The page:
51 of 54 people found the following review helpful
on September 24, 2001
Disparite aesthetics? Elvis Costello, who TWENTY YEARS AGO was an angry, clever, and vicious punk-pop genius, and Burt Bachrach who FORTY YEARS AGO was a clever, ochestral-pop genius decide that they can meet, and work together. Bachrach's gorgeous melodies and Costello's ascerbic words meld into this finely-honed collection of songs that left me reeling with admiration.
I've read a lot nonsense from people who dislike this music because they think that Elvis has lost his edge, but these people I believe are living in a past long dead. Besides, Elvis Costello has been on an upward artist trajectory for his entire career. Listen to King of America and this, and you'll see there isn't all much difference in terms of song quality. Bachrach is incomparble, and his work influnced so many others. It is still listenable. On its own terms, even if I were not a fan of both composers (it's possible, yes, without hallucingens), I would say that this is finely-crafted pop that is rich with irony, insight, and melodic invention. You can't ask for better in this vein of popular music. If snotty guitar riffs over snarls is all you want, there are plenty of lesser lights out there for you to drool over. As for me, I'll take this masterpiece.
32 of 34 people found the following review helpful
on November 4, 1998
I bought this album and I've listened to it 15 or 20 times straight through, and it's just magical. It's beautiful, beautiful music, and today that might seem faint praise. But it's not, it's the highest praise I can offer, because the album is one beautiful song after another. Bacharach's arrangments are gorgeous, and Elvis once again proves that there is no one better at writing songs about heartbreak, jealousy, and revenge. This is one of those albums that, if you find yourself with a heavy heart, can make you feel so bad you feel good. The only real negatives I've seen or heard reported center around Costello's voice, which has been called limited, nasally, harsh, etc. Well, fiddlesticks. EC will never sing with the Three Tenors (thank God), but he does a fantastic job with these songs. Could other singers have done a better job? Maybe, but let 'em write their own songs! I'd rather hear Costello sing "What's Her Name Today?" or "God Give Me Strength" over someone who didn't actually pen the words. There's something to be said for authenticity, even though Elvis has written songs specifically for other people. He wrote them, he gets to sing them if he wants. And I think he does a fantastic job. As does Bacharach, who wraps melodies around Costello's words like a frame around a painting. You could read the words like poetry and love it, you could hear just the music and be moved. Just a great, great album.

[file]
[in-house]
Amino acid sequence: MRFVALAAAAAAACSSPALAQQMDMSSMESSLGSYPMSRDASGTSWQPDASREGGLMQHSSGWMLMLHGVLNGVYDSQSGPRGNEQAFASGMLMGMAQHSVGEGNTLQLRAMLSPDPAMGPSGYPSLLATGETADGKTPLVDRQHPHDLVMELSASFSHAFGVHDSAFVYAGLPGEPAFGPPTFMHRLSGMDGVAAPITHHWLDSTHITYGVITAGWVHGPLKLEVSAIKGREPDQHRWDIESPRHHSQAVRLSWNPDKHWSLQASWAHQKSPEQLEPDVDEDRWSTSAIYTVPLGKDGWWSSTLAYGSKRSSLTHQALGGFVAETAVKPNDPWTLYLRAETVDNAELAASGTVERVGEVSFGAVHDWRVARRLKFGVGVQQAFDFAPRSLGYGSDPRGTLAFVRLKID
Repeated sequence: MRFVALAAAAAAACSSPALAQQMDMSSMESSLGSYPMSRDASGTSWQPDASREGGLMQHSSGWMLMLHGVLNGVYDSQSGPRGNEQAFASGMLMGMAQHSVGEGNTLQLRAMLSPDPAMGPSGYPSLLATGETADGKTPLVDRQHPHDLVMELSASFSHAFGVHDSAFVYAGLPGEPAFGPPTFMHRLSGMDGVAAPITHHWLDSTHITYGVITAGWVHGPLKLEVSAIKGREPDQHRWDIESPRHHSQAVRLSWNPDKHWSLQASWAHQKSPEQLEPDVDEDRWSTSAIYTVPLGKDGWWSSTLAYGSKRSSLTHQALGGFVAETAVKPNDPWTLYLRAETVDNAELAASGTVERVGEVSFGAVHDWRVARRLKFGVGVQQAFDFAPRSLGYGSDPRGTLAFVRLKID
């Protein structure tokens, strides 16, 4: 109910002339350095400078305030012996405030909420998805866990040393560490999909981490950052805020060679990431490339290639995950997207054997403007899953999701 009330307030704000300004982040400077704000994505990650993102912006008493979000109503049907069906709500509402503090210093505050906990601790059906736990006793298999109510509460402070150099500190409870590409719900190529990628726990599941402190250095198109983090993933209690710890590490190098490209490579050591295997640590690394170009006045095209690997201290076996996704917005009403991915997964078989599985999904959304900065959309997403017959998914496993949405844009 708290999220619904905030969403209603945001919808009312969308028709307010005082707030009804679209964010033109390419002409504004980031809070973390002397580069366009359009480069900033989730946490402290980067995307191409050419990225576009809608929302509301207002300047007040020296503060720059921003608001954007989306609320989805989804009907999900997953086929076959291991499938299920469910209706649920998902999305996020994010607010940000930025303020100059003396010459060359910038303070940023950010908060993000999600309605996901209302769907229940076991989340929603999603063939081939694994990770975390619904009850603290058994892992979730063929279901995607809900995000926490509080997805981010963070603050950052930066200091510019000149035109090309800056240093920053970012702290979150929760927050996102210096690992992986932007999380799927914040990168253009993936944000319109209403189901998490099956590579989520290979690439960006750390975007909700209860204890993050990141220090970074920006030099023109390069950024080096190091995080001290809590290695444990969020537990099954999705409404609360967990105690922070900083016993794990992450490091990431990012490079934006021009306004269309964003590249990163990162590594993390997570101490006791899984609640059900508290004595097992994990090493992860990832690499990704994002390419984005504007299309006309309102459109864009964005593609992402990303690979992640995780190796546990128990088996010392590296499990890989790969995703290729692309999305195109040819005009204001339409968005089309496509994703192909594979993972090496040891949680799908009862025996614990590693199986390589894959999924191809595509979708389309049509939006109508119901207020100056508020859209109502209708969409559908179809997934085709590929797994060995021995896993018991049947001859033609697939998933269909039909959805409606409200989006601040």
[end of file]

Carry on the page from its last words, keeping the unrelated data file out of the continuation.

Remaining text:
26 of 27 people found the following review helpful
on June 9, 2004
I've been a fan of Elvis Costello since his first album was released a good century ago. That scrawny guy with the geeky glasses, punk energy and impudent razor-sharp lyrics, the same guy, I believe, who has long been a crooner at heart. "Alison" hinted, but it wasn't until hearing his splendid rendition of "My Funny Valentine" that I realized there was more to him than rude boy songwriter. Elvis teaming up with Burt Bacharach to make beautiful music together did not surprise me. Actually, it seemed downright brilliant.
Burt Bacharach + lush, though not overwhelming, arrangements + captivating melodies + background girl singers + insightful and moving lyrics + Elvis's vocals = one exquisite musical achievement.
Elvis does not possess a flawless singing voice and that is part of its allure. His is a voice full of jagged little edges and roughhewn emotion. His ability to interpret a love song without rendering it cheesy is a gift within itself.
Personal favorites: "I Still Have That Other Girl", "God Give Me Strength", & "Tears At The Birthday Party". All in all, though, each one is a treat.
18 of 19 people found the following review helpful
on October 4, 2000